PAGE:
“Most senior Congress leaders are against the idea of joining any government. Yet the party president may ultimately prevail,” says political analyst Krishna Khanal. “This despite the fact that the Supreme Court verdict was also a moral defeat for Deuba who wanted to go to elections as per Oli’s plan.”

Many twists and turns

There are three alternatives to elect a new government. First, the prime minister may ask for a chance to prove his majority in the House. But according to Oli’s confidants, he is unlikely to pursue this course.

Second, the House could press ahead with the old no-confidence motion against Oli. If the motion is endorsed, the alternative candidate proposed mentioned in the motion will be elected the new head of government.

But the constitution is unclear about what happens if the prime minister resigns prior to the House voting.

Says Ram Narayan Bidari, a legal expert and lawmaker of the NCP Dahal-Nepal faction, “If the prime minister resigns, the post will be vacant and appointment of a new prime minister will commence as per section 1 of Article 76 of the constitution.”

According to this Article, the country’s President can appoint as prime minister the parliamentary party leader of the party with a majority in the House. Following the de facto NCP split, the current NCP parliamentary party leader, KP Oli, will fall short of the 138 votes that will give him the majority in the 275-member lower house.

In such a case President Bidya Bhandari, who has openly sided with Oli in the past, will be reluctant to recognize the NCP, which is yet to undergo a de jure split, as a single party.

Oli as parliamentary party leader can suspend NCP lawmakers involved in registering the no-confidence motion against him. But that will mean little as the final authority to approve the suspensions is with the House speaker. Disputes between Oli and Speaker Agni Sapkota, who represents the Dahal-Nepal faction, could escalate if Oli insists on taking action against dissenting NCP lawmakers.

“In the worst case, the House could be obstructed by the lawmakers representing the prime minister,” says an Oli-faction leader.

On the other hand, the Dahal-Nepal faction plans on changing the NCP parliamentary party leader. In fact, it has already settled on Dahal for the post.

“The court verdict has stopped a grievous violation of the constitution yet it has not ended the political deadlock,” says analyst Khanal. “We are now in a pre-December 20 situation, with the dispute between the two NCP factions still deadlocked.”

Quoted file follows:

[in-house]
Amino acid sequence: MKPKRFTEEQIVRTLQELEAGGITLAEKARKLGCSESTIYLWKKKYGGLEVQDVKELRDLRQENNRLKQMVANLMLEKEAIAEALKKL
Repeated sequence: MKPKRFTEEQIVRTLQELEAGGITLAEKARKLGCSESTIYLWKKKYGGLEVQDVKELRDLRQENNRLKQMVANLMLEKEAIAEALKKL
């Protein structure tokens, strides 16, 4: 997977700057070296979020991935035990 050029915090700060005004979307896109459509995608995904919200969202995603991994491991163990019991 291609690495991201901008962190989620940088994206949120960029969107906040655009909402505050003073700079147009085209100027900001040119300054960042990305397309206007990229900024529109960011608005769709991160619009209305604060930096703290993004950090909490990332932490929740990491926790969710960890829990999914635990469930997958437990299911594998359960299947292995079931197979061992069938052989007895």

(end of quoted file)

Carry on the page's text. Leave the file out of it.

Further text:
According to Khanal, ideally, Prime Minister Oli should resign on moral grounds, which could also ease the process of electing a new prime minister.

“If Oli is reluctant to go, the Dahal-Nepal faction can remove him as parliamentary party leader with the support of majority lawmakers in the party, if they have such support,” Khanal told ApEx.

Congress, the kingmaker

Now all eyes are on Congress with its 63 seats in the federal lower house. Dissident faction leaders Dahal and Nepal have already visited NC President Deuba’s residence soliciting support for the formation of a new government.

But according to analyst Khanal, technically, the Dahal-Nepal faction would be the natural first choice to lead the government given its position in the parliament. “Going by their claims and media reports, they have a majority in parliamentary party to elect a new parliamentary party leader. As of now, they will also be the largest party if the NCP splits. This means the President can appoint its leader as new prime minister,” Khanal says.

But he says the chances of PM Oli formally splitting the party through an ordinance are higher. According to current laws, a political party can be split only with the support of 40 percent of its lawmakers as well as 40 percent of its central committee members.

Thus the question of who becomes the next prime minister will be clear only when the NCP row settles one way or the other.